[dropcap]S[/dropcap]aturday, May 4, 2013, 6:30 PM
Austrian Cultural Forum
11 E. 52nd Street, New York, NY
The event is free, but RSVP is required.
The Austrian Cultural Forum and the Polish Cultural Institute are joining for a discussion in memory of Krzysztof Michalski, a public intellectual who founded the Institute for Human Sciences in Vienna in 1982, leaving a significant mark on the political and cultural discourse between Eastern and Western Europe and the US. He celebrated controversy as a necessary aesthetic form of democracy and yearned for solidarity as a primary characteristic of humanity.
A passionate philosopher and political activist with the democratic opposition before 1989 in Poland, he later created places and moments for engaging debates between former enemies within Central and East European societies. He helped to transform enemies into opponents engaged in a common struggle; to build bridges between East and West, rich and poor, old and young; and to develop a forward-looking network of intellectual excellence searching for a new, more equitable global order in the spirit of solidarity.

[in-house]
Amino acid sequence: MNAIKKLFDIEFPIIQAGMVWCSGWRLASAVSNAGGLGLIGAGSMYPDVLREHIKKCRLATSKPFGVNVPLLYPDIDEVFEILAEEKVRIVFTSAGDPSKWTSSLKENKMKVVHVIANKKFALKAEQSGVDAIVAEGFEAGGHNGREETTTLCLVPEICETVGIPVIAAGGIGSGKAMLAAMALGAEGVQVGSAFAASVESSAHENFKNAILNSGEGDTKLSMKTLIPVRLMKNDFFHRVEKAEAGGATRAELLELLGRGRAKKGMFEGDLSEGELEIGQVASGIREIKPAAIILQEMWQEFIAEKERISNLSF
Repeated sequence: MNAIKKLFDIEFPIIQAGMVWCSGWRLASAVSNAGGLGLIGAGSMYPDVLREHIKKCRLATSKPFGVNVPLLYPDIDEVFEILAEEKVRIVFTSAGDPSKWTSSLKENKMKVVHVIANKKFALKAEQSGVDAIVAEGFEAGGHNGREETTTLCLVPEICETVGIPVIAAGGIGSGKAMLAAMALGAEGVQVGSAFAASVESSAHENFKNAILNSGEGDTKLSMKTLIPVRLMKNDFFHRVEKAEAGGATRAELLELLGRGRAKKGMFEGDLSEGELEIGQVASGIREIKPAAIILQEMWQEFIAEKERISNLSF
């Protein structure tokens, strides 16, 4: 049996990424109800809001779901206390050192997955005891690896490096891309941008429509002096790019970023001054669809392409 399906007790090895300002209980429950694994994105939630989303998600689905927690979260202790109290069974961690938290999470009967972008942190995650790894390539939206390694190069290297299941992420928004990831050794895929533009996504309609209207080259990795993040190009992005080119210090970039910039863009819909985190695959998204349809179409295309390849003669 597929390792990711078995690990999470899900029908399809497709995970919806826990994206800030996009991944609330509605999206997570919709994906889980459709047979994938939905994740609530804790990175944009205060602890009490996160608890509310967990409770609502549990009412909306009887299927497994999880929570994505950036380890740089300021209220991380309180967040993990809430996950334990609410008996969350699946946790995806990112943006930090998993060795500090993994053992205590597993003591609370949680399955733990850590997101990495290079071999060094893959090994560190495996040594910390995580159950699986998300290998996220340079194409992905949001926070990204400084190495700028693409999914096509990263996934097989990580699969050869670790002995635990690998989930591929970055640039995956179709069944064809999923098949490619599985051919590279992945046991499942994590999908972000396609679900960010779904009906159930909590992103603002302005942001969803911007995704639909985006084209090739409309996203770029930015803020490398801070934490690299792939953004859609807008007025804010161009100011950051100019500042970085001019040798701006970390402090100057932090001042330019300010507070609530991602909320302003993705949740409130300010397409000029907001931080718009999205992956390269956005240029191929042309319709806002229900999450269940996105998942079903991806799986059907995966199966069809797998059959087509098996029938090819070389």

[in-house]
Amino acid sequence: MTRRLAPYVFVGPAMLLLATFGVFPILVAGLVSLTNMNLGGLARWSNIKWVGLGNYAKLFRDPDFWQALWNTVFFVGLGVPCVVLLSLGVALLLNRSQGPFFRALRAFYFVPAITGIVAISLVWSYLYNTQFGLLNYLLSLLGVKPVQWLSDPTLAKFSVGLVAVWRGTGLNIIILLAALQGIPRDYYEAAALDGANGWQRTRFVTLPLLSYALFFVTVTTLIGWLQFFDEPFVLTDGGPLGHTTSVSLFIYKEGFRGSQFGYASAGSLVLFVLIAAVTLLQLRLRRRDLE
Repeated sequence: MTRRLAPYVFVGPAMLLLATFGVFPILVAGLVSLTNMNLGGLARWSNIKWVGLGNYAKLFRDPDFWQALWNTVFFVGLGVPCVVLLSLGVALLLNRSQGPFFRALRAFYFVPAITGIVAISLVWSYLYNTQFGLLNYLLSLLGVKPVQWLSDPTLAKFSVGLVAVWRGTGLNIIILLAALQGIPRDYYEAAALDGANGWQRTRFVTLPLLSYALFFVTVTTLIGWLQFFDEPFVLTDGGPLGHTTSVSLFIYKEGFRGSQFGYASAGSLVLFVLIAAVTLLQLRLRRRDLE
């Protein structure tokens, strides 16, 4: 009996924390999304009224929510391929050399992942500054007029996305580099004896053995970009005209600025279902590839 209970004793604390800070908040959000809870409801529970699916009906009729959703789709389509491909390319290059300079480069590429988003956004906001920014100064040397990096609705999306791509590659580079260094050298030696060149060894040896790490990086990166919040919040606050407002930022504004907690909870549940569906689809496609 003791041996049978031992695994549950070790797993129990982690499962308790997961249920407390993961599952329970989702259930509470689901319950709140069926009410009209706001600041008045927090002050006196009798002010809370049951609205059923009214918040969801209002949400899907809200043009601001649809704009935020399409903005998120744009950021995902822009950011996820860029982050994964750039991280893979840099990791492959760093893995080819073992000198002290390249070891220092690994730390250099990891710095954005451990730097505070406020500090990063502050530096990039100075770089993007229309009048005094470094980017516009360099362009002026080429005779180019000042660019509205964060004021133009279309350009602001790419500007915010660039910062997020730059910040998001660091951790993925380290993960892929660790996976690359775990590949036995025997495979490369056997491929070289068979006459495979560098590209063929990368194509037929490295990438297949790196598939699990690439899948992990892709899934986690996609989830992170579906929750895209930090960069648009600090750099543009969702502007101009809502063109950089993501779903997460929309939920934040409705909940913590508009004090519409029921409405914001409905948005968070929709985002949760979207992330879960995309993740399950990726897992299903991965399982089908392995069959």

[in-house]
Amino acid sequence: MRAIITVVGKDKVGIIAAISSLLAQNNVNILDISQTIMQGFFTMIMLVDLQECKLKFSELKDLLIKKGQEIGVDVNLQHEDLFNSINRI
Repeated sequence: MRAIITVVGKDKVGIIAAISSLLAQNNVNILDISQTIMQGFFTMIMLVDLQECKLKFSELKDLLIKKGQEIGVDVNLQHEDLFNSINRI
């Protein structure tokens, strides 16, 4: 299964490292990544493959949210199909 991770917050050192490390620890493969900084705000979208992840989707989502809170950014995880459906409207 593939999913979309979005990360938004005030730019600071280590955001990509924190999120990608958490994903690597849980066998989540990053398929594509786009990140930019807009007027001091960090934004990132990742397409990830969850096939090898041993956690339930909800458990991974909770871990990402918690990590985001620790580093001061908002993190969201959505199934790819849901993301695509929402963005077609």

Andreas Stadler, Director of the Austrian Cultural Forum New York, and Jerzy Onuch, Director of the Polish Cultural Institute New York, will moderate the discussion featuring former Austrian Chancellor Alfred Gusenbauer, editor-in-chief of Krytyka Polityczna and leader of the “new left” in Poland – Slawomir Sierakowski, Marci Shore – author of The Taste of Ashes: The Afterlife of Totalitarianism in Eastern Europe (Crown, 2013), Yale historian Timothy Snyder – author of Bloodlands: Europe Between Hitler and Stalin (Basic Books, 2010), and journalist Cynthia Haven – author of An Invisible Rope: Portraits of Czeslaw Milosz (Swallow Press, 2012).
Organized by the Austrian Cultural Forum and the Polish Cultural Institute New York as a sidebar event to the PEN World Voices Festival.